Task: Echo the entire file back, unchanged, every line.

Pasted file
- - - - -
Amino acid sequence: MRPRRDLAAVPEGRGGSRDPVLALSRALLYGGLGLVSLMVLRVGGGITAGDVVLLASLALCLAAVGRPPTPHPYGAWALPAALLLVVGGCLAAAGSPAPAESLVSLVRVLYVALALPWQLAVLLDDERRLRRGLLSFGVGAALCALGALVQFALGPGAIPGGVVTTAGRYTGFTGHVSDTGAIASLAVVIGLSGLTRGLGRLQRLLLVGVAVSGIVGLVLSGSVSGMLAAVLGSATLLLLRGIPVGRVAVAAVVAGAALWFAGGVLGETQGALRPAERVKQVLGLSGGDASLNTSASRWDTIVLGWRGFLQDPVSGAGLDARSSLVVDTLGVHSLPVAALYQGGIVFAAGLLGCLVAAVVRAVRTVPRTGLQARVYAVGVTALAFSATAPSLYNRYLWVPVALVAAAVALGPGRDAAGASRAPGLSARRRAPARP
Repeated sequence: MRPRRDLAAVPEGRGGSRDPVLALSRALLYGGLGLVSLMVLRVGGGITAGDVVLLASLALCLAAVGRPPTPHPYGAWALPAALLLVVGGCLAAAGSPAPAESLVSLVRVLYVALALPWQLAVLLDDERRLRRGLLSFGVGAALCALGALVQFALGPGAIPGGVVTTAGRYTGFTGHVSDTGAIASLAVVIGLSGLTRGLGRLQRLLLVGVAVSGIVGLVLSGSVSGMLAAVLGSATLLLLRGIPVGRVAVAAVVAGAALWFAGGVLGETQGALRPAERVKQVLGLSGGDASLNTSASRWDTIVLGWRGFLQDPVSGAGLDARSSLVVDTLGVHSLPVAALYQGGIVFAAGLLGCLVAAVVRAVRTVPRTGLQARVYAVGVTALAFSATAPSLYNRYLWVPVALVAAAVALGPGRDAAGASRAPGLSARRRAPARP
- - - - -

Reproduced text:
Amino acid sequence: MRPRRDLAAVPEGRGGSRDPVLALSRALLYGGLGLVSLMVLRVGGGITAGDVVLLASLALCLAAVGRPPTPHPYGAWALPAALLLVVGGCLAAAGSPAPAESLVSLVRVLYVALALPWQLAVLLDDERRLRRGLLSFGVGAALCALGALVQFALGPGAIPGGVVTTAGRYTGFTGHVSDTGAIASLAVVIGLSGLTRGLGRLQRLLLVGVAVSGIVGLVLSGSVSGMLAAVLGSATLLLLRGIPVGRVAVAAVVAGAALWFAGGVLGETQGALRPAERVKQVLGLSGGDASLNTSASRWDTIVLGWRGFLQDPVSGAGLDARSSLVVDTLGVHSLPVAALYQGGIVFAAGLLGCLVAAVVRAVRTVPRTGLQARVYAVGVTALAFSATAPSLYNRYLWVPVALVAAAVALGPGRDAAGASRAPGLSARRRAPARP
Repeated sequence: MRPRRDLAAVPEGRGGSRDPVLALSRALLYGGLGLVSLMVLRVGGGITAGDVVLLASLALCLAAVGRPPTPHPYGAWALPAALLLVVGGCLAAAGSPAPAESLVSLVRVLYVALALPWQLAVLLDDERRLRRGLLSFGVGAALCALGALVQFALGPGAIPGGVVTTAGRYTGFTGHVSDTGAIASLAVVIGLSGLTRGLGRLQRLLLVGVAVSGIVGLVLSGSVSGMLAAVLGSATLLLLRGIPVGRVAVAAVVAGAALWFAGGVLGETQGALRPAERVKQVLGLSGGDASLNTSASRWDTIVLGWRGFLQDPVSGAGLDARSSLVVDTLGVHSLPVAALYQGGIVFAAGLLGCLVAAVVRAVRTVPRTGLQARVYAVGVTALAFSATAPSLYNRYLWVPVALVAAAVALGPGRDAAGASRAPGLSARRRAPARP